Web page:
well as the possibility of amending certain clauses in the lease
agreement
.
Mr Theron has also instructed us to put the following
proposals
to you in view of
the
new lease
;"
(My underlining)









The
last paragraph of that letter also underlines that this letter
merely contained new proposals for a new agreement of lease:









"We
look forward to hearing from you regarding your view point on the
proposals
by Mr Grant, as well as the
clauses
you would like to be incorporated in the new lease agreement
.
We would appreciate it if you would furnish the necessary
information so that a
new
lease agreement

may be drawn up in time, or if you prefer to draw up the contract
yourself, provide us with a copy for submission to Mr Theron."
(My underlining)






Clause
2(a) clearly provides for an option to renew the lease "on the
same terms and conditions" as contained in the old existing
lease agreement. I agree with Mr Mouton that the content of the
letter of 2 March
1993
can
certainly not be construed as conveying to the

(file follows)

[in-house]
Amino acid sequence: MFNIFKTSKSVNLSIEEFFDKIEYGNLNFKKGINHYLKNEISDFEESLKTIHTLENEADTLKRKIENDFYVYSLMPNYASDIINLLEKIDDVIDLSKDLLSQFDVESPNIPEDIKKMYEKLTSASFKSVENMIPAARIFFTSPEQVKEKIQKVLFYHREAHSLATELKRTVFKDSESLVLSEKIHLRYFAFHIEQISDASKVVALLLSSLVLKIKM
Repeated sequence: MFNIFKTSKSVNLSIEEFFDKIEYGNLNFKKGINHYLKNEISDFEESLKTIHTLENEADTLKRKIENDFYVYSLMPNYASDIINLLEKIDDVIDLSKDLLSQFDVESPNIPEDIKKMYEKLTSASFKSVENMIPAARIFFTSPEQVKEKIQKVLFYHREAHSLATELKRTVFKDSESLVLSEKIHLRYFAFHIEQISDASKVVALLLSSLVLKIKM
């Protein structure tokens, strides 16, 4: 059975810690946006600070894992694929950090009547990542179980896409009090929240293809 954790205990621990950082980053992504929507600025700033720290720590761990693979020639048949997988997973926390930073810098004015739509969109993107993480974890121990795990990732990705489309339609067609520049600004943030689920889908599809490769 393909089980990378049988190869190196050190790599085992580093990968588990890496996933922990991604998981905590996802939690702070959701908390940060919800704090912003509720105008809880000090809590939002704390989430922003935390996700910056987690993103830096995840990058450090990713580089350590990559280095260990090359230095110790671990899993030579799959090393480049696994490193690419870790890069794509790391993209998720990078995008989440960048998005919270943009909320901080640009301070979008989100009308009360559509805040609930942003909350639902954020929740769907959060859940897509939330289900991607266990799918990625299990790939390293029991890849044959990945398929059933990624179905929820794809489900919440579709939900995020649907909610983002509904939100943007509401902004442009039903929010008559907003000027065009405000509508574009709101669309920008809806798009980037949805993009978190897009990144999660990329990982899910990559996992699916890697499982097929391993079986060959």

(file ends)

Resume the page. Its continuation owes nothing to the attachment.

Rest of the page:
applicant that the

respondent is thereby exercising the option to renew the lease
on
the same terms and conditions

as contained in the existing lease agreement. The purpose of the
said letter is undeniably one of putting forward certain proposals
to be incorporated in a
new
lease agreement to be entered into between the parties
.
That this was also what the applicant understood from that letter is
borne out by the content of the applicant's letter to the
respondent's attorneys dated
14
March
1993.
In
that letter the applicant clearly referred to the letter of
2
March
1993
and
then continued to deal with certain problems and arguments regarding
equipment. However, in the fourth paragraph applicant said the
following:











"Regarding
the renewal of the contract, the lessee may decide
later."









From
this it is clear that applicant, having regard that the time for
exercising the option was still far ahead considered any reference
to that as premature at that stage.






I
do not find it necessary to deal with Mr Mouton's argument that
because the letter of
2
March
1993
contains
a counter proposal the option was no longer valid. In my opinion the
respondents purported exercise of this option by means of the letter
of
2
March
1993
cannot
be accepted as a proper exercise of the option provided for in
clause
2
of
the lease agreement on the same terms and conditions as contained
therein.









The
only other possible instrument of proof that the








respondent
indeed exercised his option timeously with regard
to clause
2
(b)
of the lease agreement is the letter of
12
January
1994.
This is the letter that the applicant denied
receipt of.
I'm